Friday, September 21, 2007

Listening for Sound Bites

Couldn't pick between four events yesterday after classes were over, so went to all four. We'll see how long THAT lasts.

Lots of high-falutin' ideas at MIT's forum on "What is Civic Media?" about whether social networking and distributive intelligence have killed or fostered democracy's "deliberative ideal." (Update: See Ethan Zuckerman's blog post on the "civic media" forum for more detail.) And really scrumptious chocolate cake at the meeting of the pre-med committee at Lowell House as well as great appetizers at the Knight Science Journalism Fellows reception at MIT. (Free food seems to be a theme at a lot of the events I've attended lately.)

But the thought that's still rattling around in my brain this morning as I hurry off to class is something that Ira Magaziner said at last night's student forum at the Kennedy School. I'm paraphrasing here, but basically he said, that if you love what you do, then you don't notice the hours that you put into your job and, by extension, away from your family. Specifically, of course, he was talking about his passion for global health and poverty alleviation in his capacity as chair of the Clinton Foundation HIV/AIDS Initiative. They don't worry too much about individual job satisfaction at the Clinton Foundation, Magaziner said. They're too busy saving lives.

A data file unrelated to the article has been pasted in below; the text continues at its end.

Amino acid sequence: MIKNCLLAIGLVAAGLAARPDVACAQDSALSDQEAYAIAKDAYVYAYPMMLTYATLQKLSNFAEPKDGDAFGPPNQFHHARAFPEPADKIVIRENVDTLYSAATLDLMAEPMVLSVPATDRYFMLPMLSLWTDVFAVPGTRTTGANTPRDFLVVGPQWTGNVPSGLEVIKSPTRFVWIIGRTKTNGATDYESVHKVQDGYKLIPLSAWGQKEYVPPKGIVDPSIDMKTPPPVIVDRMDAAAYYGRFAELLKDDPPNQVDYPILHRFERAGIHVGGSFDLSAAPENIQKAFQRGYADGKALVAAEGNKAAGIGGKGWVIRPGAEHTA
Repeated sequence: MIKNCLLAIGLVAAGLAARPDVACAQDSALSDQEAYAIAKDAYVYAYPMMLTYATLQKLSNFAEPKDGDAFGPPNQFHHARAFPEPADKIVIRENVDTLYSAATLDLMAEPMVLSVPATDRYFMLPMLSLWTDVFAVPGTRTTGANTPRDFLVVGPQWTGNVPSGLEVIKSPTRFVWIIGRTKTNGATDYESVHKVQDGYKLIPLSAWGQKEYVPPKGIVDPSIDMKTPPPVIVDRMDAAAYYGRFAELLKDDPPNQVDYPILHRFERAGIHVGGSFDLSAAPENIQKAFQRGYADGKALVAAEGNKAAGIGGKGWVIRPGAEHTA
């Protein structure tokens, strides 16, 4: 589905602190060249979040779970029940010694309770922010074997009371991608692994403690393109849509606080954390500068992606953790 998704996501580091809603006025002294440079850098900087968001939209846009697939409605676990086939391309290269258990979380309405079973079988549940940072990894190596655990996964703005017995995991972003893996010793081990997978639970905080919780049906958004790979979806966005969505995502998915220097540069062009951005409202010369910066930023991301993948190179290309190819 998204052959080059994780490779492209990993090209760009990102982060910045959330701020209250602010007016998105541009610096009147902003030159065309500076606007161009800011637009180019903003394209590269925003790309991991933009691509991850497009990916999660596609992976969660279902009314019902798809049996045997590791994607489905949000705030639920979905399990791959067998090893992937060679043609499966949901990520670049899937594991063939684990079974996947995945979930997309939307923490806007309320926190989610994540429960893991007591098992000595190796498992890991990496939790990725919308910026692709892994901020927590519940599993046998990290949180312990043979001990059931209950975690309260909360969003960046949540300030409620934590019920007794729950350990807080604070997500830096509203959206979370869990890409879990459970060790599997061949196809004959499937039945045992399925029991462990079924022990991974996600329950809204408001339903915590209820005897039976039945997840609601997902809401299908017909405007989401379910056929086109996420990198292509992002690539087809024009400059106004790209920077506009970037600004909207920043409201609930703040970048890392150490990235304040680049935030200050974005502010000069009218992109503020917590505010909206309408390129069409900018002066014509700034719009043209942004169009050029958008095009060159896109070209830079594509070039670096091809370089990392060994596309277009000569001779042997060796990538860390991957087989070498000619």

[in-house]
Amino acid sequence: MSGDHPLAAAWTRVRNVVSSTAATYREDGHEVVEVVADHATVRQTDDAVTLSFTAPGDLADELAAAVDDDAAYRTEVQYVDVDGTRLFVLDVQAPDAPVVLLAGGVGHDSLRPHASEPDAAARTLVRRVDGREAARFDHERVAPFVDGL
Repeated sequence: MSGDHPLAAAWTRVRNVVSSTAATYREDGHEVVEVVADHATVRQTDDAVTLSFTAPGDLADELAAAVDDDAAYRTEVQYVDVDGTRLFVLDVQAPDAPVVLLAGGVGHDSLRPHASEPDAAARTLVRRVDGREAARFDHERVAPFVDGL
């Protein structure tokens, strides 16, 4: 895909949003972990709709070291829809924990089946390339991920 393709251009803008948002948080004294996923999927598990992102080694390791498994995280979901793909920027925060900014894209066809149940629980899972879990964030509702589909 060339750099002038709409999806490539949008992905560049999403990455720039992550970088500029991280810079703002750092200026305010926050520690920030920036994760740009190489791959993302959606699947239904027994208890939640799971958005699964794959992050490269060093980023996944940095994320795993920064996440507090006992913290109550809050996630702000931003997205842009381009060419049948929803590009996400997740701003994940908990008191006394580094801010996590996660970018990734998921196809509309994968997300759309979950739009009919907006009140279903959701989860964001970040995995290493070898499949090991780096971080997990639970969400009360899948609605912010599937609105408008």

At a minimum, that sounded to me like a recipe for burnout. And the more I thought about it, the more it also seemed like the kind of attitude that lets people off the hook too easily. If you have to be a Mother Teresa to do anything about global poverty or the wide disparity around the world in basic health care, then not much is going to get done. (And lately, we've learned that even Mother Teresa wasn't the kind of saint most people thought she was--she was privately wracked with doubt about both her faith and her mission.)

The point being that there will always be people like Paul Farmer, who was also at the Kennedy School forum, and Ira Magaziner who are driven to do something, driven to the point that their passion consumes their lives. But if we leave the vision of a more just and healthy world to people like this alone, the mission will never be accomplished.

Ordinary folks, the kind who do care about job satisfaction and vacations and having time for family, have to be part of the equation as well or the job won't get done. And it's okay to make room for ordinary folks with ordinary goals.

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